XLR8R Hits M For Montreal
At the end of November we hit the third installment of M For Montreal, a […]
At the end of November we hit the third installment of M For Montreal, a music festival that’s part industry showcase and part Montreal-celebrating fan-fest (with a handful of Toronto bands thrown into the mix). We checked out more than 20 artists over the course of four nights, and did our best to interview the locals without losing any digits to the cold. (What can we say? We’re from S.F.) Here’s a sampling of our festival favorites:
We’re gonna go ahead and put our favorite band first, since Montreal’s Duchess Says floored us (and set the bar damn high) on day one of M For Montreal. Singer and synth player Annie-Claude Deschênes is a frontwoman that rivals Wendy O Williams and Alice Bag, and that’s to say nothing of the discordant wow and flutter of Duchess Says’ power-packed synth-noise punch. All we can say is that if Duchess Says doesn’t get a major deal in the U.S. and Europe after this performance, then the world is severely out of balance. Photo by Ken Taylor.
A fine serving of Torontonian goodness, Lioness is your response to your jaded friend’s claims that indie rock ain’t got no soul. Singer Vanessa Fischer leads this pack with vicious, hefty vocals and a larger-than-life stage persona, while the drums and bass (no guitar!) keep things tight, rocking, and rhythmic. Photo by Ken Taylor.
Pas Chic Chic
What happens when you take Godspeed You! Black Emperor’s Roger Tellier-Craig, give him a Farfisa player and the Pulp and Joy Division fake books, and tell him to keep it as French as Gainsbourg? Pas Chic Chic is actually tres chic chic when it comes to style, and their sound is equally reflective. Check out our review of their Au Contraire album. Photo by Ken Taylor.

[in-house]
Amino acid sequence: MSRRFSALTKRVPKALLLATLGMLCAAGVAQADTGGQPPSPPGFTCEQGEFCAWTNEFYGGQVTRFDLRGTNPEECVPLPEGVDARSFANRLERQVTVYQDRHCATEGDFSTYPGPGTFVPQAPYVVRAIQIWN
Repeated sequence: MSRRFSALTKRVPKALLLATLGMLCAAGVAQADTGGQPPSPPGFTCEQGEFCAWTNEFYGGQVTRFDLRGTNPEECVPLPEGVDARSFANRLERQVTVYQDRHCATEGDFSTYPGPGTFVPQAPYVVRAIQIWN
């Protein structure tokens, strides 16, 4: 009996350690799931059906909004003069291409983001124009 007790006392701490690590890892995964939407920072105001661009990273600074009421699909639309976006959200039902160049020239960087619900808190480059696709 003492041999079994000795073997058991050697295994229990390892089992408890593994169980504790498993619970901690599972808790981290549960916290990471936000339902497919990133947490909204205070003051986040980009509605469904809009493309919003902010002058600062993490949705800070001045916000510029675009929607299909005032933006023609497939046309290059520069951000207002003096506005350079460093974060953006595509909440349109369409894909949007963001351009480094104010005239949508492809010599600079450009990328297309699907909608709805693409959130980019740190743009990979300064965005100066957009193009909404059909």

We were told that this was Red Mass’ first-ever show, and maybe that’s why we dug ’em so much. Scrappy, noisy, crazy, and covered in red, these remnants of defunct MTL punks CPC Gangbangs mixed Stooges-esque raw power with a hint of Brian Jonestown Massacre’s bluesy soul. We also dug that they had a couple Bez-like stagehands–one who occasionally tapped a tambourine and another who just shimmied on the speakers, covered head-to-toe in gold body paint. Photo by Sophie Samson.
Toronto’s Woodhands had us at “keytar” but, with the addition of live drums, some killer vocals, and sometimes-crunky beats, this electro-pop duo brings the heat more than your typical dudes-with-synths combo. Photo by Ken Taylor.
We Are Wolves/Claass
Why are we throwing these bands two together? ’Cause, ostensibly, they’re the same band, save for swapping out one member. Bottom line is that bassist/vocalist Alexander Ortiz (pictured here in Claass) does some crazy shit with synths (in Claass) and some even crazier shit with vocal effects (in We Are Wolves), and both groups get our props for getting the rock-heavy masses dancing. Photo by Ken Taylor.
M For More: Check out what the Montreal locals have to say about their city, its music, and its penchant for frostbite at our Photo Blog.